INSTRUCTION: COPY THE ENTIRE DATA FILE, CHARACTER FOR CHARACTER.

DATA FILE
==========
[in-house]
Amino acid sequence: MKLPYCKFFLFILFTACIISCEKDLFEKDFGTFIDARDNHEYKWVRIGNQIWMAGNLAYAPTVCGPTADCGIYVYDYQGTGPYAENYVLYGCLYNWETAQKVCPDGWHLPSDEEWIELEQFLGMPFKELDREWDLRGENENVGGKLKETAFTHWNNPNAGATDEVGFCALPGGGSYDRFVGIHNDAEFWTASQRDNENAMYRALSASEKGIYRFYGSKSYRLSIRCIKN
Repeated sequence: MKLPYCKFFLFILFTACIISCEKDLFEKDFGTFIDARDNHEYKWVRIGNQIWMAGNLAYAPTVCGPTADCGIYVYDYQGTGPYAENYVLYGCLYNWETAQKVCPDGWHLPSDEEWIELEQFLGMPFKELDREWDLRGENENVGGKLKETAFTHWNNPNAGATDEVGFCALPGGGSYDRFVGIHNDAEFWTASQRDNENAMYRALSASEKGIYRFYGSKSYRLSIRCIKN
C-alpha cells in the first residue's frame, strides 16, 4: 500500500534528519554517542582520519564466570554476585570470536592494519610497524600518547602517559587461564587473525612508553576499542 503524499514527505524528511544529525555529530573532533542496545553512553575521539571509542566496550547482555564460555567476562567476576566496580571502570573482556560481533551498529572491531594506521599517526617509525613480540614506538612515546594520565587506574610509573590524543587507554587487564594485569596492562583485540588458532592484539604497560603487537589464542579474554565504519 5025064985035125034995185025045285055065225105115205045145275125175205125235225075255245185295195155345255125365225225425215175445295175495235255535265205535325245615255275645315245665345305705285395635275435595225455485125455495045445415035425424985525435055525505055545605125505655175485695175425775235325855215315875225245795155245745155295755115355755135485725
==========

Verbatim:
[in-house]
Amino acid sequence: MKLPYCKFFLFILFTACIISCEKDLFEKDFGTFIDARDNHEYKWVRIGNQIWMAGNLAYAPTVCGPTADCGIYVYDYQGTGPYAENYVLYGCLYNWETAQKVCPDGWHLPSDEEWIELEQFLGMPFKELDREWDLRGENENVGGKLKETAFTHWNNPNAGATDEVGFCALPGGGSYDRFVGIHNDAEFWTASQRDNENAMYRALSASEKGIYRFYGSKSYRLSIRCIKN
Repeated sequence: MKLPYCKFFLFILFTACIISCEKDLFEKDFGTFIDARDNHEYKWVRIGNQIWMAGNLAYAPTVCGPTADCGIYVYDYQGTGPYAENYVLYGCLYNWETAQKVCPDGWHLPSDEEWIELEQFLGMPFKELDREWDLRGENENVGGKLKETAFTHWNNPNAGATDEVGFCALPGGGSYDRFVGIHNDAEFWTASQRDNENAMYRALSASEKGIYRFYGSKSYRLSIRCIKN
C-alpha cells in the first residue's frame, strides 16, 4: 500500500534528519554517542582520519564466570554476585570470536592494519610497524600518547602517559587461564587473525612508553576499542 503524499514527505524528511544529525555529530573532533542496545553512553575521539571509542566496550547482555564460555567476562567476576566496580571502570573482556560481533551498529572491531594506521599517526617509525613480540614506538612515546594520565587506574610509573590524543587507554587487564594485569596492562583485540588458532592484539604497560603487537589464542579474554565504519 5025064985035125034995185025045285055065225105115205045145275125175205125235225075255245185295195155345255125365225225425215175445295175495235255535265205535325245615255275645315245665345305705285395635275435595225455485125455495045445415035425424985525435055525505055545605125505655175485695175425775235325855215315875225245795155245745155295755115355755135485725